Maestro Daniel Barenboim believes people still have an interest in what he has to say after all these years. Ahead of his participation in Jerusalem International Chamber Music Festival, he discusses political situation’s effect on music, need for contemporary work, and conclusions from his 60-year career.
August 1950. Without being aware of it, Buenos Aires gets to mark a milestone in history with global debut of the person who would quickly turn into one of the world’s greatest pianists and conductors.
Maestro Daniel Barenboim is currently celebrating the 60th anniversary of his first performance on the concert stage in Argentina’s capital, while taking a sober look at the changed reality.
In a rare interview to Ynet, held several days before he returns to Jerusalem for the International Chamber Music Festival, founded and run by his wife – pianist Elana Bashkirova, he takes a break from his tight schedule and talks about music, the need for innovation, the danger of stagnation, and the Israeli occupation, which he says threatens the future existence of Israeli society.
At the Jerusalem festival he plans to perform an Israeli debut of two musical works by composer Pierre Boulez.
“The festival is celebrating its bar mitzvah this year, and this means it is leaving the childhood period and entering a period of adulthood,” he says. “This is why it was very important for me to perform key works from the contemporary musical repertoire.”
The presence of contemporary pieces in Barenboim concerts and in the festival’s program is not unusual. This is the production’s elegant way to expand the existing range of audience in the island of concerts and musicians, who take part in them as one.
“The first time I performed in a concert in Israel was in 1953,” Barenboim says. “It’s a long time. I have been in tight contact with the Israeli Philharmonic Orchestra for almost 60 years. In fact, it’s my main musical connection to the State of Israel. I have witnessed all the developments.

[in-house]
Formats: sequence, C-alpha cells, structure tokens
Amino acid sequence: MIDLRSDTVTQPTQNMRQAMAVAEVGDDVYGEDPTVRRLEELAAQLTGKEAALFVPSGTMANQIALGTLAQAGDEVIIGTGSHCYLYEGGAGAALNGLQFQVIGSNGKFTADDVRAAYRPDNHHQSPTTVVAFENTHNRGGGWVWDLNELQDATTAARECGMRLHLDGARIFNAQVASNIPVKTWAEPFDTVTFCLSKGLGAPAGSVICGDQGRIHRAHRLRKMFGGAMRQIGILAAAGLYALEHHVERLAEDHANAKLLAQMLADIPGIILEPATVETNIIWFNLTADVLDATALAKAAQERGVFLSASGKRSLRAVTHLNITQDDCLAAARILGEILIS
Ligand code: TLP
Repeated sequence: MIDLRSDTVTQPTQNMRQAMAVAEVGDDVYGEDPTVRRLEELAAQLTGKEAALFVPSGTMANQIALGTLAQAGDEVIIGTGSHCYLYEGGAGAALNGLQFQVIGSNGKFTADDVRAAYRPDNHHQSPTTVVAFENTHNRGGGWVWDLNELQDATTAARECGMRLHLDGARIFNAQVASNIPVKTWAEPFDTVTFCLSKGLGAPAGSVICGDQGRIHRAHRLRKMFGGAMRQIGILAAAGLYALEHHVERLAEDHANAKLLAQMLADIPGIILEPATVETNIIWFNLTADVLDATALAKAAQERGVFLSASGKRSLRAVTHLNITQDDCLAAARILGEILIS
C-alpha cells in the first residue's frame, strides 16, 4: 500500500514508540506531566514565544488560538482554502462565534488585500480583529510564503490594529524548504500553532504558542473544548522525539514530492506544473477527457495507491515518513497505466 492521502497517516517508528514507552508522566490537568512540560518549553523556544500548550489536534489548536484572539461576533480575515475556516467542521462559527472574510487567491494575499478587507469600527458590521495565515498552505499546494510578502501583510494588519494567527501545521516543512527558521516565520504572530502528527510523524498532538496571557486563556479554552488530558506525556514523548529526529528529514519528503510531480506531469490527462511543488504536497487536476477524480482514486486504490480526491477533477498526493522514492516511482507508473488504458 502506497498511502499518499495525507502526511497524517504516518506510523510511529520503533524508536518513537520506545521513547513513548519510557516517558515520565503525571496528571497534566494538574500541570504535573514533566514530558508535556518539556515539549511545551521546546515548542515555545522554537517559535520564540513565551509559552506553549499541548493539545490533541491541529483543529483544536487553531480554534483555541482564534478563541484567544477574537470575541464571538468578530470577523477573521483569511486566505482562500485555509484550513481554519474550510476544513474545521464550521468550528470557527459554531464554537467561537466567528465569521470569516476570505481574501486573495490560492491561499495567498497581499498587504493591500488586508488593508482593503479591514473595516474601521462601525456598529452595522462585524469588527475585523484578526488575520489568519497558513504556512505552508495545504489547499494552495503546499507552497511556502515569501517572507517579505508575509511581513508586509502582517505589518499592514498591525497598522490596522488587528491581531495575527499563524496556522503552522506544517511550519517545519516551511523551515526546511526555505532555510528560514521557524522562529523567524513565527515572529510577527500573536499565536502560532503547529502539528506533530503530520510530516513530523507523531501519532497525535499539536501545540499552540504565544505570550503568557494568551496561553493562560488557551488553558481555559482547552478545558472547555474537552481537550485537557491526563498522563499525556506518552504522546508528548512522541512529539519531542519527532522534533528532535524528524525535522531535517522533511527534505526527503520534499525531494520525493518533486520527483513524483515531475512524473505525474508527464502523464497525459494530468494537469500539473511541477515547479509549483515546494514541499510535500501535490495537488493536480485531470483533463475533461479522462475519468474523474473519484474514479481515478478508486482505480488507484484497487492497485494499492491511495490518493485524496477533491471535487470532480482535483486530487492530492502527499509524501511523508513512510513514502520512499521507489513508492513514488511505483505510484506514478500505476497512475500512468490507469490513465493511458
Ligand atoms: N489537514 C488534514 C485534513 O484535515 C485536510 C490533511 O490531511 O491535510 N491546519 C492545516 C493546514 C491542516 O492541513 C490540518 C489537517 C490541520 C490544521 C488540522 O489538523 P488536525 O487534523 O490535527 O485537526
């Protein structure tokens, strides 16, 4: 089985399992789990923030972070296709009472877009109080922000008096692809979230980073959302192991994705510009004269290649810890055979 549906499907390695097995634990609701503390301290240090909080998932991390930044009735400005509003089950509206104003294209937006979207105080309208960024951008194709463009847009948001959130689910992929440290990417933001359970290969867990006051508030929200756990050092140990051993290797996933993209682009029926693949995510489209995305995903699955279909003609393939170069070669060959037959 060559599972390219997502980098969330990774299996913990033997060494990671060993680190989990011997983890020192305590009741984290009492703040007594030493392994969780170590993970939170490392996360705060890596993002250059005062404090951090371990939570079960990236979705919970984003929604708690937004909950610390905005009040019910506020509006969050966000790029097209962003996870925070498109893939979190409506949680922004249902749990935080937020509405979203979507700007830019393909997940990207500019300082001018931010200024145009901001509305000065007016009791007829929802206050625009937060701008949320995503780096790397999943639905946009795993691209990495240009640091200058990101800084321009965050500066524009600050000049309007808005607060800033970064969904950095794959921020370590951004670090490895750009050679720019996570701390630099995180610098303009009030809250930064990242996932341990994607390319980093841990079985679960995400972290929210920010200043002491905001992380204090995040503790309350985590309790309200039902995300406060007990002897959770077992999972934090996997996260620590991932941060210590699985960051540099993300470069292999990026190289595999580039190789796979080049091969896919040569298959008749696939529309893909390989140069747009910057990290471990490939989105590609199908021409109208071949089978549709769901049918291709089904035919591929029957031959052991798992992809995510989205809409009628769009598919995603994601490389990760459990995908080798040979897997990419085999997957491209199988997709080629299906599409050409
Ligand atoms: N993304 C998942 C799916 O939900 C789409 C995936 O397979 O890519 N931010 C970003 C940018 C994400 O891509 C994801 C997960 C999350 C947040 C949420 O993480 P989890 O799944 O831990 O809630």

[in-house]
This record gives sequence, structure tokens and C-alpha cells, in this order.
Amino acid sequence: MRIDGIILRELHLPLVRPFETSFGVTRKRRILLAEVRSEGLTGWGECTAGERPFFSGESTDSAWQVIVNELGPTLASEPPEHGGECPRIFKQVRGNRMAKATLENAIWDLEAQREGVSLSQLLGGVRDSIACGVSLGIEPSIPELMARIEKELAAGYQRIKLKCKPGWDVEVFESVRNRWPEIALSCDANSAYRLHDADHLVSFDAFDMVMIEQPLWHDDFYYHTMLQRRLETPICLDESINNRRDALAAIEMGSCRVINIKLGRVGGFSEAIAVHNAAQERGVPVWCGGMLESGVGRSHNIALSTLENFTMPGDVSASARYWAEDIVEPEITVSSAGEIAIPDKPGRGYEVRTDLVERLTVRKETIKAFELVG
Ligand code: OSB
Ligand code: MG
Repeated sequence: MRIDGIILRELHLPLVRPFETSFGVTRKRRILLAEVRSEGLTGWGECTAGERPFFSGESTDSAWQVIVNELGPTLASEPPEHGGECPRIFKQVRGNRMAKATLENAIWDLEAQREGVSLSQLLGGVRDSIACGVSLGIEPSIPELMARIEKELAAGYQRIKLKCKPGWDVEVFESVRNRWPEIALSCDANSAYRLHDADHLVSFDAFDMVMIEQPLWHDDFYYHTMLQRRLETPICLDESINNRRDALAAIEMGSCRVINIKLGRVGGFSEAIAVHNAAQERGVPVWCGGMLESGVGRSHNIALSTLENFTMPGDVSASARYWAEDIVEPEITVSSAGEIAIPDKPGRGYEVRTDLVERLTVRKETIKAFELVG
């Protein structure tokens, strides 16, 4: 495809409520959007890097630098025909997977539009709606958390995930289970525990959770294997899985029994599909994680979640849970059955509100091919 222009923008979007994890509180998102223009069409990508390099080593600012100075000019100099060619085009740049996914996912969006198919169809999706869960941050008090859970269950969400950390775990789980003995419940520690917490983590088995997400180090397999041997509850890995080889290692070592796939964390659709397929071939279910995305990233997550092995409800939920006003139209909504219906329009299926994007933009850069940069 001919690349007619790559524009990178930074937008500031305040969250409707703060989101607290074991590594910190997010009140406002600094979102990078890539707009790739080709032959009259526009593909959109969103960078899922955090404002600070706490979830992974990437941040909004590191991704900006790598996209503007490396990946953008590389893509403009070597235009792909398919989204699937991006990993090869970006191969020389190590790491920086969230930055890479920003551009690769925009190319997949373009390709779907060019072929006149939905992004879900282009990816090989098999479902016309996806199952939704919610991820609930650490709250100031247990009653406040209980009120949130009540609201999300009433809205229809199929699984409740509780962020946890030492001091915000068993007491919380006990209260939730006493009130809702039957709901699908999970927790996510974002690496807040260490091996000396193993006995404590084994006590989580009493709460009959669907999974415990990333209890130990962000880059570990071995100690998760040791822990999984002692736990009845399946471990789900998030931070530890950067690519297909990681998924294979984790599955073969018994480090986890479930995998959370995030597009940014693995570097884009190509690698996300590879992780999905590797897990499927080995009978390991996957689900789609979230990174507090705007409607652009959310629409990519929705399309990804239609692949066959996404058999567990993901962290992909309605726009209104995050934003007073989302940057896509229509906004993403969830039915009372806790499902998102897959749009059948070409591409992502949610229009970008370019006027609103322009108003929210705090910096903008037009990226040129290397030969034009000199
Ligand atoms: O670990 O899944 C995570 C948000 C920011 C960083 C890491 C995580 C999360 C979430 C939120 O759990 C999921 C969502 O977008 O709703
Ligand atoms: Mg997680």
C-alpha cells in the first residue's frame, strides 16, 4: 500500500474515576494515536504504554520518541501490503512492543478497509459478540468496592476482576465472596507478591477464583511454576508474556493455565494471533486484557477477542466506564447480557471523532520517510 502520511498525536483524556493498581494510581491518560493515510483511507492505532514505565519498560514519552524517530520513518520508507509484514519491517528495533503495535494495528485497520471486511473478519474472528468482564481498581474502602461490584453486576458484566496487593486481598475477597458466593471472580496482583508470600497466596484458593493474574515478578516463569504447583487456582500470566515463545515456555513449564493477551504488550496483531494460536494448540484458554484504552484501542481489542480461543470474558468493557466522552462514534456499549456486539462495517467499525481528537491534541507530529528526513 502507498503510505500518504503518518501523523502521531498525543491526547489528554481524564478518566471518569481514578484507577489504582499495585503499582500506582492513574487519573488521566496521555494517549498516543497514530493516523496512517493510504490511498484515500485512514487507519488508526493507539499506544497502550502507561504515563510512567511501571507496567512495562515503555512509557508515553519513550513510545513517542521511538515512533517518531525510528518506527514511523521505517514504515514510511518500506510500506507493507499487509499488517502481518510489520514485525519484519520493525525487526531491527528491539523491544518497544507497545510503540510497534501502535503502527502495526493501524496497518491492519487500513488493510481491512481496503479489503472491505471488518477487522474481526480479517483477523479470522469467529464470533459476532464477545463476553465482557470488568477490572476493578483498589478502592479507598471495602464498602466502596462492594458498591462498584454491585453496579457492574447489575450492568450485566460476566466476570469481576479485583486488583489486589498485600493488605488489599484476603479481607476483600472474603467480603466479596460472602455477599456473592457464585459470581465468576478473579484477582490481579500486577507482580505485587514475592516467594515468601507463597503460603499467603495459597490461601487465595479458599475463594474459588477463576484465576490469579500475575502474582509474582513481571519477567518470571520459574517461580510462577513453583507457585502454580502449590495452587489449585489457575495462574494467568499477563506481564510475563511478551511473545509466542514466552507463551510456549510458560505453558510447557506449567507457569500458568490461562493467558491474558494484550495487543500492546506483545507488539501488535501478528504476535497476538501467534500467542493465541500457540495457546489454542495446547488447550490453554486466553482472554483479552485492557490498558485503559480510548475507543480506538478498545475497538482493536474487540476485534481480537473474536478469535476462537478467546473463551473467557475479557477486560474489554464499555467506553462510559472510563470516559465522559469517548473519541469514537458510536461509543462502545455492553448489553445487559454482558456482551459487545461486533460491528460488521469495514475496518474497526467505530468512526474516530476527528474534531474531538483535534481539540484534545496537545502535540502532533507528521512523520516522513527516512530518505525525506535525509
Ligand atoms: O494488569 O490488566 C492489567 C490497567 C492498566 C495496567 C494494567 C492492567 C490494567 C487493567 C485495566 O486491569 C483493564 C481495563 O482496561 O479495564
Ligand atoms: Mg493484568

“In 1953, the Israeli Philharmonic Orchestra was a pure European center and that’s the way it rang too, as it had musicians from Germany, Poland, Hungary and central Europe. After the 1970s, with the Russian immigration, a significant change was made in the music playing style.”
According to Barenboim, musical life in Israel has also gone through various transitions. One of the less positive aspects, which he believes is the result of the changes in the Israeli society, is conservatism in audience’s musical taste.
“I believe that not enough emphasis is given in the education, both of the musicians and of the audience, to contemporary music,” the maestro says. “I know Zubin Mehta has included many new and contemporary pieces in the repertoire, but usually, the programs of concerts in Israel are very conservative. French music, for example, is not as appealing to the Israeli audience. That’s why when I take part in a festival in Jerusalem, I try to present new pieces alongside the familiar ones.”
This isn’t the first time Barenboim will be performing Boulez’s work in Jerusalem. Several years ago, he conducted the French composer’s ” Memoriale,” and this time he’ll present “Derive,” which he defines as one of the most important pieces composed in the past 30 years.
“It’s a symphonic creation for 11 players, including stringed, wind and percussion instruments. It’s a huge composition, not just in its length and importance, but in showing music’s connection to the past, present and future,” he says, stressing that “this isn’t just another new piece being debuted in Israel, and I hope people arrive at the concert curious and open-minded. It will be unique.”
Despite his tight schedule, every year in October, Barenboim clears a few days to take part in the festival, which is attended by leading international musicians, for free.
“The volunteering part is not the only important thing,” he stresses. “It’s the serious and deep work taking place here. It’s hard to build a program for chamber music, because in this field there are usually fixed ensembles which play together, and here you are required to connect between different people, and this could lead to lack of uniformity. On the other hand, these initial connections bring along new impulses, and I think the festival moves between these two ends.”
It’s easy to detect Barenboim’s methodic line throughout the years in his musical repertoire choices, which seek to develop tolerance, break the familiar boundaries and release the audience’s thought from the fixed norms.
He jokes about this thesis for a moment, and then says in a serious tone, “After all these years, people are still interested in listening to what I have to play, conduct and say. I think it’s not just my right, but also my duty, to convey to the audience and to new musicians everything I have learned and done over the years.